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The Role of Infection in the Development of Acute Coronary Syndrome

Hala Awadalla, salah eldemerdash, Maha Ezz El Din, Hesham Abo El Naga.


AIM: A potential link between infectious agents and atherosclerosis has been suggested. Data obtained from several seroepidemiological studies have suggested that infection with Chlamydophila pneumoniae, Helicobacter pylori, and Cytomegalovirus can initiate or maintain the atherosclerotic process. Aim of this study is to evaluate the probable relationship between serum titers of some various infectious agents and the development of acute coronary syndrome and to investigate the relationship between these infectious agents and other risk factors of acute coronary syndrome (smoking, hypertension, dyslipidemia, diabetes, and family history of CVD).
METHOD: This is a hospital based case- control study was conducted on two groups: patients group included 86 patients, cases were collected from patients admitted to Cardiac Care Unit (CCU) of Cleopatra hospital, and Ain Shams University hospital with acute myocardial infarction between January 2010 and June 2010 and control group included 86 apparently healthy individuals. A questionnaire was designed to determine conventional coronary artery risk factors. The sero-prevalence of Chlamydia pneumoniae (C. pneumoniae), Cytomegalovirus and Helicobacter pylori (H. pylori) IgG antibodies were evaluated using quantitative enzyme-linked immunosorbent assay (ELISA).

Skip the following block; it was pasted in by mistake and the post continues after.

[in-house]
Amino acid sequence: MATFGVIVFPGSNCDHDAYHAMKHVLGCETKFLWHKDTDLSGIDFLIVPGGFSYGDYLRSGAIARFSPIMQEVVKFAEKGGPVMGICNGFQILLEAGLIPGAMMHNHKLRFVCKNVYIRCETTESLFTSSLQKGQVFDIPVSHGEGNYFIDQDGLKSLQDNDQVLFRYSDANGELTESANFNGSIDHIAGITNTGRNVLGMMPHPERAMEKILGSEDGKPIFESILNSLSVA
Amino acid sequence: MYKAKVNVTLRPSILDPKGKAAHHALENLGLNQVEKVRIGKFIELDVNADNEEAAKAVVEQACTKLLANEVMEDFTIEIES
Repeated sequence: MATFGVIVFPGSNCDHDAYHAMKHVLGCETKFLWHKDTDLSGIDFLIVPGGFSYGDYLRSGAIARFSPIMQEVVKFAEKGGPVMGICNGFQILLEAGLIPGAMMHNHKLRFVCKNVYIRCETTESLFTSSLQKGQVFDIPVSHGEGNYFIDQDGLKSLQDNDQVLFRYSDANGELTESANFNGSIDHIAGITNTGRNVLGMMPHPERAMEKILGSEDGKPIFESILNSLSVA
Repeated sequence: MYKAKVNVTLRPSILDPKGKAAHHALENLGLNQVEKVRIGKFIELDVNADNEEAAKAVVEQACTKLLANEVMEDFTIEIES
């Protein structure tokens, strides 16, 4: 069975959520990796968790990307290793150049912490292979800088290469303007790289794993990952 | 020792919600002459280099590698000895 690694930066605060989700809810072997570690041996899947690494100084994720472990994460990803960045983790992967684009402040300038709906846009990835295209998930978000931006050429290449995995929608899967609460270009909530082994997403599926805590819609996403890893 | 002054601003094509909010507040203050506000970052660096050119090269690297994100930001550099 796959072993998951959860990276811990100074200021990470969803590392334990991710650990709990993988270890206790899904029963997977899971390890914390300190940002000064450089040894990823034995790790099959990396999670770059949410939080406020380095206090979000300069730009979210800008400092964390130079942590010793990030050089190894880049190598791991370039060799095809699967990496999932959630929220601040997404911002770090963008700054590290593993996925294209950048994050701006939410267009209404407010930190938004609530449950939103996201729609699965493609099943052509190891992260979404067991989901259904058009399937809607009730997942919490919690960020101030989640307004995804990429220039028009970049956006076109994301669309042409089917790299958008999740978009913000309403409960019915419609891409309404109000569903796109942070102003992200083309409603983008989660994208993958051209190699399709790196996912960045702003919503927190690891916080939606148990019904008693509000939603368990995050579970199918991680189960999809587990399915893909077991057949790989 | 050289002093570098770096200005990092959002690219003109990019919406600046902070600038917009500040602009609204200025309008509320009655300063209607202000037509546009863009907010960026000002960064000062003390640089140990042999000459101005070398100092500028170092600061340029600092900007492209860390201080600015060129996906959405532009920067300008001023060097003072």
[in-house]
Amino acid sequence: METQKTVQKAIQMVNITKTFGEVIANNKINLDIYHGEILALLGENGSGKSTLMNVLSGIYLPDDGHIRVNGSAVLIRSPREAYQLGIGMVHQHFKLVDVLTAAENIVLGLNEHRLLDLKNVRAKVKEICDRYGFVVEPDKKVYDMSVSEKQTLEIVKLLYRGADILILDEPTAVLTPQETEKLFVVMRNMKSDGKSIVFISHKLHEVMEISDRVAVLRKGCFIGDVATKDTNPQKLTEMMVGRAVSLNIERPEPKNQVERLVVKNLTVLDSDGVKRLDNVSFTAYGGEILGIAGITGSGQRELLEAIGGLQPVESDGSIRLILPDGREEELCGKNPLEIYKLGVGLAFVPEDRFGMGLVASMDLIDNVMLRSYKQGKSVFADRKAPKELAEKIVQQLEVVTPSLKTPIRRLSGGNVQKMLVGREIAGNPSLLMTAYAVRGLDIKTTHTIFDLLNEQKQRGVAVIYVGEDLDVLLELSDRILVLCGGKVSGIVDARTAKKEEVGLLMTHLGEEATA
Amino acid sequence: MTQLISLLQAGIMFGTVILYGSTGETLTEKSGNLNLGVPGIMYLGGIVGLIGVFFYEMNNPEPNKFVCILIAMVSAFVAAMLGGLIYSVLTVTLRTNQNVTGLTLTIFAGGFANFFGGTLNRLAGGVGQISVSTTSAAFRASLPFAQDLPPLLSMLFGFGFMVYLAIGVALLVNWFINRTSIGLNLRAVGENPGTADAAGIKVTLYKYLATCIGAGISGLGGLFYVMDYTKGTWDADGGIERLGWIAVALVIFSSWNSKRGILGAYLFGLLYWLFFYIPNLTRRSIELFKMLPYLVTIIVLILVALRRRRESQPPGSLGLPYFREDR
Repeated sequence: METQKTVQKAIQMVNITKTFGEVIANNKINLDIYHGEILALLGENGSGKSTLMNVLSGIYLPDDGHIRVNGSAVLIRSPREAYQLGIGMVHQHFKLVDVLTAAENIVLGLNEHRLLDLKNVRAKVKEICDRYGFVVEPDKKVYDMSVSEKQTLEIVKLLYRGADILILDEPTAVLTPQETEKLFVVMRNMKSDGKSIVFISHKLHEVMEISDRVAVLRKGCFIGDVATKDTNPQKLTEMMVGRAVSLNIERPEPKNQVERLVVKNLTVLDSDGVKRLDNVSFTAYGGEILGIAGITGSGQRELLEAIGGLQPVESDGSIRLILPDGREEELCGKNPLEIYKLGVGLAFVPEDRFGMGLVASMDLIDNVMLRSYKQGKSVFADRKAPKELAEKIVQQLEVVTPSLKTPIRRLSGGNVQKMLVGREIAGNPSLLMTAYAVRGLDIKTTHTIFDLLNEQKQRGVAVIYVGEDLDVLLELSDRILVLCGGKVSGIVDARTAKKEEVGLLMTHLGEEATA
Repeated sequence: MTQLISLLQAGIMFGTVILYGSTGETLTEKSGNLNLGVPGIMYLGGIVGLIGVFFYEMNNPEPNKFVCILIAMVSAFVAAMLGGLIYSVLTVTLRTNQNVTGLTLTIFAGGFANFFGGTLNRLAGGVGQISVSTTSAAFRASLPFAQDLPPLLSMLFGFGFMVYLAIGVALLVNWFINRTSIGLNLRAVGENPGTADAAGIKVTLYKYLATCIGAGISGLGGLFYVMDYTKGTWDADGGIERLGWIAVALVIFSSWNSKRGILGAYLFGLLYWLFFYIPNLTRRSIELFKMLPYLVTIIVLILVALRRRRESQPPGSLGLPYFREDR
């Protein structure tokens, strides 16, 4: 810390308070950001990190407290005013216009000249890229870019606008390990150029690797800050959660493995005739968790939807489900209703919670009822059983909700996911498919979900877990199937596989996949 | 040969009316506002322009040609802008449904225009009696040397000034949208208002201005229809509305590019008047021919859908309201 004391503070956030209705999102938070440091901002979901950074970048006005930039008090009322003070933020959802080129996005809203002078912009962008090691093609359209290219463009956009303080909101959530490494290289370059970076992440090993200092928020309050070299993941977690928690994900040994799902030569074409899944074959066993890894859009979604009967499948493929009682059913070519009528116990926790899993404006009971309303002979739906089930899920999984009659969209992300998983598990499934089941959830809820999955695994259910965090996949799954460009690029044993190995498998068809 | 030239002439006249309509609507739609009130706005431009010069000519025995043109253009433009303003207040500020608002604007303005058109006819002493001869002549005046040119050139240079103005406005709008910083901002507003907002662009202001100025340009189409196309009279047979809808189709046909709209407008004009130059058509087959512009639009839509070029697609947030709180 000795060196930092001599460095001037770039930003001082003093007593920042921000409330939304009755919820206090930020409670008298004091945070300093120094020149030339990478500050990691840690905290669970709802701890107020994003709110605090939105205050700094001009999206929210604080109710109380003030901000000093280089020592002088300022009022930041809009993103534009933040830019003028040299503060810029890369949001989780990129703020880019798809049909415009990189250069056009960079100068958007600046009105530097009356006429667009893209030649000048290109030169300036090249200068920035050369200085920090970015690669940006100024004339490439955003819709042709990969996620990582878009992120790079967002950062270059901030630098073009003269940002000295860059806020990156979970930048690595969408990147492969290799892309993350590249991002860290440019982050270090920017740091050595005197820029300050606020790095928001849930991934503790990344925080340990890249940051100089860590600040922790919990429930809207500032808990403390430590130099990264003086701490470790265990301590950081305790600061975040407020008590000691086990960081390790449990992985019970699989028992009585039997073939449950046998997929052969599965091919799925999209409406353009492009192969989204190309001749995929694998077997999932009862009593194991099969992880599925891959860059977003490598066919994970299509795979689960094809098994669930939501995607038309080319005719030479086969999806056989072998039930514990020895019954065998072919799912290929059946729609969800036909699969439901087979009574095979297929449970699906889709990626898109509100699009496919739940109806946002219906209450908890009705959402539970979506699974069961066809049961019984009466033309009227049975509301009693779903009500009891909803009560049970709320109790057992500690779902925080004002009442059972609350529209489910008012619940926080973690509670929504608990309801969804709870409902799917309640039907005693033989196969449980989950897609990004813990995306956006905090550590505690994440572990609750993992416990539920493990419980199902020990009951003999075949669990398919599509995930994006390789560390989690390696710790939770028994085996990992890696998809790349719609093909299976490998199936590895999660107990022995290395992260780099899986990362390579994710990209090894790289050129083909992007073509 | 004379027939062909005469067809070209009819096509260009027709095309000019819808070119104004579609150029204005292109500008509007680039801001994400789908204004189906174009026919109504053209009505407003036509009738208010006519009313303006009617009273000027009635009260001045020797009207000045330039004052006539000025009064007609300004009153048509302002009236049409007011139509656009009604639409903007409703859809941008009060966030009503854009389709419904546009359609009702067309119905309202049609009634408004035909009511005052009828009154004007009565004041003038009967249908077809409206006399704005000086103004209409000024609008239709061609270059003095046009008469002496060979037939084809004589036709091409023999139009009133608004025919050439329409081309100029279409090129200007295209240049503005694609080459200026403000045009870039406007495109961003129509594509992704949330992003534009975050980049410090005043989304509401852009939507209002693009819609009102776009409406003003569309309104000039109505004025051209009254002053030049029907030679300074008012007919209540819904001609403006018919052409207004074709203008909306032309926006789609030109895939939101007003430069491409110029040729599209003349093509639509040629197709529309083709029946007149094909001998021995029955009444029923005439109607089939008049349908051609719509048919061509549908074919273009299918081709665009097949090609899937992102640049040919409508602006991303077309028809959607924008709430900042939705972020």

RESULTS: The results showed that there was an increased level of serum IgG antibodies of C. pneumoniae, Cytomegalovirus and Helicobacter pylori among patients with acute coronary syndrome compared to control subjects
CONCLUSION: C. pneumoniae, Cytomegalovirus and Helicobacter pylori were expected to be predictors for the development of coronary artery disease, as there was significant elevation of the serum level of IgG antibodies against them.

Key words: Acute coronary syndrome, Chlamydia pneumoniae, Cytomegalovirus, Helicobacter pylori.

Article Language: Turkish English

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